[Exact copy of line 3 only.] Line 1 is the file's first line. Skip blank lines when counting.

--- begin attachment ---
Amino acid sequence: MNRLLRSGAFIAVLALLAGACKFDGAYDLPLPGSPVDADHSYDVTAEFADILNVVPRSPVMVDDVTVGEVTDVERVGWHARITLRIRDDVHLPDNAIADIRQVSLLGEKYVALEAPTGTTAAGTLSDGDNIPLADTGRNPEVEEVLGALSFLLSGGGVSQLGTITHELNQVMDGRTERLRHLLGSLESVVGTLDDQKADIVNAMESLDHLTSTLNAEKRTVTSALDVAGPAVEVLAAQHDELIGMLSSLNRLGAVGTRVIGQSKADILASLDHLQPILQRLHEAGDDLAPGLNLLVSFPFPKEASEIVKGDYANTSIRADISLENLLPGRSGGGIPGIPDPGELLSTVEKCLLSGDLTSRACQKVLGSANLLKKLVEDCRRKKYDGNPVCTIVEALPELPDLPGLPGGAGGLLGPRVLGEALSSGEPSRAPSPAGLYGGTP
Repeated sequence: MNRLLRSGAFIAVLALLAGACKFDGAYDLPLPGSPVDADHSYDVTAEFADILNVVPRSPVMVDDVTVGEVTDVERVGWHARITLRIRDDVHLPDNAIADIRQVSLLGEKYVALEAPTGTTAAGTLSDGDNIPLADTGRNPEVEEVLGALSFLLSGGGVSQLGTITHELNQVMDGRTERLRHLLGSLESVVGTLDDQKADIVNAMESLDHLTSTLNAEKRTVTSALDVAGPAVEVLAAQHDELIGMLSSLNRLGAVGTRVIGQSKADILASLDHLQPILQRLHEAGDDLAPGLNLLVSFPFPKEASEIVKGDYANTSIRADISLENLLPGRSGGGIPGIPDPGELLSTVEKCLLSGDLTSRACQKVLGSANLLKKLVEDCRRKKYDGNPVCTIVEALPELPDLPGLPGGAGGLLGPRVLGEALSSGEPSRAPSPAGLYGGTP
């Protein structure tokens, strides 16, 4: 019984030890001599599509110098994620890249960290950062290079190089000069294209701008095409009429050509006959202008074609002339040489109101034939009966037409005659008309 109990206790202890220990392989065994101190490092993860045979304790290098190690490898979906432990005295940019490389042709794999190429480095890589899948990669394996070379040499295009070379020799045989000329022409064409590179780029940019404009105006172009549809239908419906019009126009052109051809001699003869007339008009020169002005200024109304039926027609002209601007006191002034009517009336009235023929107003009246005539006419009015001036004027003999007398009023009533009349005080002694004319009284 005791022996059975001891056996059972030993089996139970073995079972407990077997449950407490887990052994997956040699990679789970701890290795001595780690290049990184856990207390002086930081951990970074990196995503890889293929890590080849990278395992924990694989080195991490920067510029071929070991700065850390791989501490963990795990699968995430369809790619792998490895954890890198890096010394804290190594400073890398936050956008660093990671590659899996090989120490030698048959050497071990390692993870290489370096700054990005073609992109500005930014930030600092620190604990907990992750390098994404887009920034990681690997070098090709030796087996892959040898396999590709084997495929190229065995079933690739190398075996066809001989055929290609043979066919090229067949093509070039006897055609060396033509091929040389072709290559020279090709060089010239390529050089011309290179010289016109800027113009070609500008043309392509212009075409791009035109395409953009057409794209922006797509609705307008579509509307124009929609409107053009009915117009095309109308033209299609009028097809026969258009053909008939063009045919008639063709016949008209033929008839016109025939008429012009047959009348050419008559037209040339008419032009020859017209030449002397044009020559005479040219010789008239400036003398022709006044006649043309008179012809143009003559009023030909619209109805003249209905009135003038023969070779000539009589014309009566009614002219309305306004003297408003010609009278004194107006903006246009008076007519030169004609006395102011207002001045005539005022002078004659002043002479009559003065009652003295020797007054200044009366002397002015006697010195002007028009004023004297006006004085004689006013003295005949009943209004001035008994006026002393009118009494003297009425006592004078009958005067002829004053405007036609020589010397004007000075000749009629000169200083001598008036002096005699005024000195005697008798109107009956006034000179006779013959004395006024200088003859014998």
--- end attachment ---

């Protein structure tokens, strides 16, 4: 019984030890001599599509110098994620890249960290950062290079190089000069294209701008095409009429050509006959202008074609002339040489109101034939009966037409005659008309 109990206790202890220990392989065994101190490092993860045979304790290098190690490898979906432990005295940019490389042709794999190429480095890589899948990669394996070379040499295009070379020799045989000329022409064409590179780029940019404009105006172009549809239908419906019009126009052109051809001699003869007339008009020169002005200024109304039926027609002209601007006191002034009517009336009235023929107003009246005539006419009015001036004027003999007398009023009533009349005080002694004319009284 005791022996059975001891056996059972030993089996139970073995079972407990077997449950407490887990052994997956040699990679789970701890290795001595780690290049990184856990207390002086930081951990970074990196995503890889293929890590080849990278395992924990694989080195991490920067510029071929070991700065850390791989501490963990795990699968995430369809790619792998490895954890890198890096010394804290190594400073890398936050956008660093990671590659899996090989120490030698048959050497071990390692993870290489370096700054990005073609992109500005930014930030600092620190604990907990992750390098994404887009920034990681690997070098090709030796087996892959040898396999590709084997495929190229065995079933690739190398075996066809001989055929290609043979066919090229067949093509070039006897055609060396033509091929040389072709290559020279090709060089010239390529050089011309290179010289016109800027113009070609500008043309392509212009075409791009035109395409953009057409794209922006797509609705307008579509509307124009929609409107053009009915117009095309109308033209299609009028097809026969258009053909008939063009045919008639063709016949008209033929008839016109025939008429012009047959009348050419008559037209040339008419032009020859017209030449002397044009020559005479040219010789008239400036003398022709006044006649043309008179012809143009003559009023030909619209109805003249209905009135003038023969070779000539009589014309009566009614002219309305306004003297408003010609009278004194107006903006246009008076007519030169004609006395102011207002001045005539005022002078004659002043002479009559003065009652003295020797007054200044009366002397002015006697010195002007028009004023004297006006004085004689006013003295005949009943209004001035008994006026002393009118009494003297009425006592004078009958005067002829004053405007036609020589010397004007000075000749009629000169200083001598008036002096005699005024000195005697008798109107009956006034000179006779013959004395006024200088003859014998």